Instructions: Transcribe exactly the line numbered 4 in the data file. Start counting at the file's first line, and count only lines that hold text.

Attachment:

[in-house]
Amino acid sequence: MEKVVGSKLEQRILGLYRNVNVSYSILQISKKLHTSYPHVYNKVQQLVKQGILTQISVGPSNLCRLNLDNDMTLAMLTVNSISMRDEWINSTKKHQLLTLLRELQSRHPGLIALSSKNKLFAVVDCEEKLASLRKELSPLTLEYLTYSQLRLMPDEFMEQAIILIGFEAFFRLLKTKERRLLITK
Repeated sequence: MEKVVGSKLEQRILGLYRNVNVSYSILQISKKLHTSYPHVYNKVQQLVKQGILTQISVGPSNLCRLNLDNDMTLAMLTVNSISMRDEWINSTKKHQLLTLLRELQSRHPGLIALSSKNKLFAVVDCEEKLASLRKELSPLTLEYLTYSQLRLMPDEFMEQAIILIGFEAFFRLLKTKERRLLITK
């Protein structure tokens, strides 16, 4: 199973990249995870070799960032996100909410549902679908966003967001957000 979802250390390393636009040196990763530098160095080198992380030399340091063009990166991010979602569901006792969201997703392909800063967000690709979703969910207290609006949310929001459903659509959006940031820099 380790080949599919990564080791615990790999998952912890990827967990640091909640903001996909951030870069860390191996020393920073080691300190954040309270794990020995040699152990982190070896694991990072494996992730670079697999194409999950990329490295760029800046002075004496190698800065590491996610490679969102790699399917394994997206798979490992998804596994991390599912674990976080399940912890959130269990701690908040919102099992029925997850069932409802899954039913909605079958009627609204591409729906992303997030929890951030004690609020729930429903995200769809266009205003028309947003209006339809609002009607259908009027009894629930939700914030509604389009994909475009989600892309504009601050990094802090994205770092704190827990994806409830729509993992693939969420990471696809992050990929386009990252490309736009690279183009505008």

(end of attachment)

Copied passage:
């Protein structure tokens, strides 16, 4: 199973990249995870070799960032996100909410549902679908966003967001957000 979802250390390393636009040196990763530098160095080198992380030399340091063009990166991010979602569901006792969201997703392909800063967000690709979703969910207290609006949310929001459903659509959006940031820099 380790080949599919990564080791615990790999998952912890990827967990640091909640903001996909951030870069860390191996020393920073080691300190954040309270794990020995040699152990982190070896694991990072494996992730670079697999194409999950990329490295760029800046002075004496190698800065590491996610490679969102790699399917394994997206798979490992998804596994991390599912674990976080399940912890959130269990701690908040919102099992029925997850069932409802899954039913909605079958009627609204591409729906992303997030929890951030004690609020729930429903995200769809266009205003028309947003209006339809609002009607259908009027009894629930939700914030509604389009994909475009989600892309504009601050990094802090994205770092704190827990994806409830729509993992693939969420990471696809992050990929386009990252490309736009690279183009505008």